- Jet-tracker Jack Sweeney rocked the boat when he started posting Elon Musk’s private jet flights on Twitter.
- The 20-year-old uses data from aircraft tracking website ADS-B Exchange, which is public information.
- Celebrities can block their jets on certain websites via a special federal program, but Sweeney says it doesn’t help.
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Earlier this year, 20-year-old Jack Sweeney made headlines when he publicly tracked Elon Musk’s private aircraft on Twitter. Since then, Sweeney’s other accounts like Trump Jets and Zucc Jet have gained a following.
Because of rising privacy and environmental concerns, some billionaires, celebrities, and businesspeople have started looking at ways to dodge the trackers. Louis Vuitton CEO Bernard Arnault is one: He recently sold his private aircraft so “no one can see where I go.” He now rents instead.
Apple CEO Tim Cook also only charters private jets as of 2017, with the company citing “security and efficiency” reasons.
Meanwhile, other high-profile people like Taylor Swift and Kylie Jenner — who were slammed over the summer for taking hundreds of flights per year — are using the FAA’s free “Limiting Aircraft Data Displayed” program, or LADD, to avoid trackers. Trump also is enrolled in the program for his Trump Force One plane, as is Oprah Winfrey for a plane she uses.
However, their plans are being thwarted by aircraft tracking website ADS-B Exchange. ADS-B is able to broadcast planes’ whereabouts because it doesn’t rely on FAA data like the other services that track planes. Because of that, it’s not subject to the FAA’s privacy programs.
This means even planes that are part of LADD can be tracked by anyone with a smartphone or computer, and it is exactly the source Sweeney uses for his myriad jet-tracking Twitter accounts.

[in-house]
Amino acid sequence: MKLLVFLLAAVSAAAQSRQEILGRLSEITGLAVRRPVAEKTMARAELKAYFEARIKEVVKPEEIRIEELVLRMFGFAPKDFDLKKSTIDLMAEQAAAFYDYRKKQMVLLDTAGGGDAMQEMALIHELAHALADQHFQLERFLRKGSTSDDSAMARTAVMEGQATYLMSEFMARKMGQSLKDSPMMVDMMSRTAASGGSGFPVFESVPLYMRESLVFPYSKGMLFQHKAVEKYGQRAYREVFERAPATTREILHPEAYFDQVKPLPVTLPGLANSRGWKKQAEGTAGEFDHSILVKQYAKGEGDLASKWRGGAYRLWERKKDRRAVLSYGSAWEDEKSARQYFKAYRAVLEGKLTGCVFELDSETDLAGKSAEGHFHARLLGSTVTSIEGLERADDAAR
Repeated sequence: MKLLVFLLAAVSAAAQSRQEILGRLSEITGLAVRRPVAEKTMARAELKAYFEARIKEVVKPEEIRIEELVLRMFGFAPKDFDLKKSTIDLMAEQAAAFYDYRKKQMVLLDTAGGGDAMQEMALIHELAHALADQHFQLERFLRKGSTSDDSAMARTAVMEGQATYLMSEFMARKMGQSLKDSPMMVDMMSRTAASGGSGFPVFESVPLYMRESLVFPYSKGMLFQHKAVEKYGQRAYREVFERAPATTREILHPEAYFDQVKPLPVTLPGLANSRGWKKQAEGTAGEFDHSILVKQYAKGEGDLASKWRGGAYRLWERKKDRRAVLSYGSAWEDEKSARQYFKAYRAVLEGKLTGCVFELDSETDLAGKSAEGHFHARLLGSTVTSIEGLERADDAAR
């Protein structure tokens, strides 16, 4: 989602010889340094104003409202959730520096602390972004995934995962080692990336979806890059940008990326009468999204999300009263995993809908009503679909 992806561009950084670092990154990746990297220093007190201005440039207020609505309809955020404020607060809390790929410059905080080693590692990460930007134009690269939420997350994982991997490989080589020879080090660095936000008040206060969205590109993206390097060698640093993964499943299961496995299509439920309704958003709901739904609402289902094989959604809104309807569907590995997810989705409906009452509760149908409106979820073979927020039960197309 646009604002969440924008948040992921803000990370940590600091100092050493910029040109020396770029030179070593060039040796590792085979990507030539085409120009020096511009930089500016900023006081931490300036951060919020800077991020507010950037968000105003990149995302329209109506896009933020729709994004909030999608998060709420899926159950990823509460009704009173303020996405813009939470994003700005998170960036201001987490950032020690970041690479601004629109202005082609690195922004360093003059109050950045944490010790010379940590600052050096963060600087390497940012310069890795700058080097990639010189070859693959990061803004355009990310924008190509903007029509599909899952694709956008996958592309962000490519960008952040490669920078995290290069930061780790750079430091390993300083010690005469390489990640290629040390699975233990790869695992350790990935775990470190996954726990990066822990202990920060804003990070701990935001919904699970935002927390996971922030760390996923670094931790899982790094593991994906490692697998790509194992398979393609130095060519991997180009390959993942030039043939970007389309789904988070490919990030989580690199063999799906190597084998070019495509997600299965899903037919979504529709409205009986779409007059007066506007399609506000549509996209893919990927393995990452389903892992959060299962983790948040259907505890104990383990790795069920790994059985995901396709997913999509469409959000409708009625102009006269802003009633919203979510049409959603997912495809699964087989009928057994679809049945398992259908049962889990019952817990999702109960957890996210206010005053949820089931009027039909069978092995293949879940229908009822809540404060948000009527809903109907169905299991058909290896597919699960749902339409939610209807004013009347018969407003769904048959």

“The LADD list isn’t so helpful because the plane is still identifying itself through ADS-B Exchange,” Sweeney told Insider.
Some jet owners have also started looking into another track-blocking option: the FAA’s privacy ICAO aircraft address program, or PIA.
According to the agency, private plane owners can apply for a temporary aircraft registration number that is not currently attached to any plane, meaning they can basically fly incognito.
However, Sweeney told Insider that even those aircraft can be tracked using ADS-B Exchange, as shown by a screenshot shared with Insider that shows Musk’s jet flying on May 7 with no callsign, and no tail number, but had “PIA” flagged. Sweeney’s Elon Jet Twitter bot also recorded the flight.
With jet-tracking becoming a major problem for the ultra-wealthy, the FAA has opened discussion on how to better block websites like ADS-B Exchange. At the National Business Aviation Association’s conference in mid-October, the FAA talked about how to mitigate real-time tracking, but admitted: “There are no silver bullets.”
Sweeney shared a slide from the FAA’s presentation at the conference with Insider, which outlined ways the planes can still be tracked, like via LiveATC, which is real-time air traffic control conversation, and common departure airports.
“Elon Musk, for example, has a Gulfstream and there’s only so many people that fly that particular plane out of Brownsville, Texas, and fly to the same airports,” Sweeney told Insider.
Original posted at news.google.com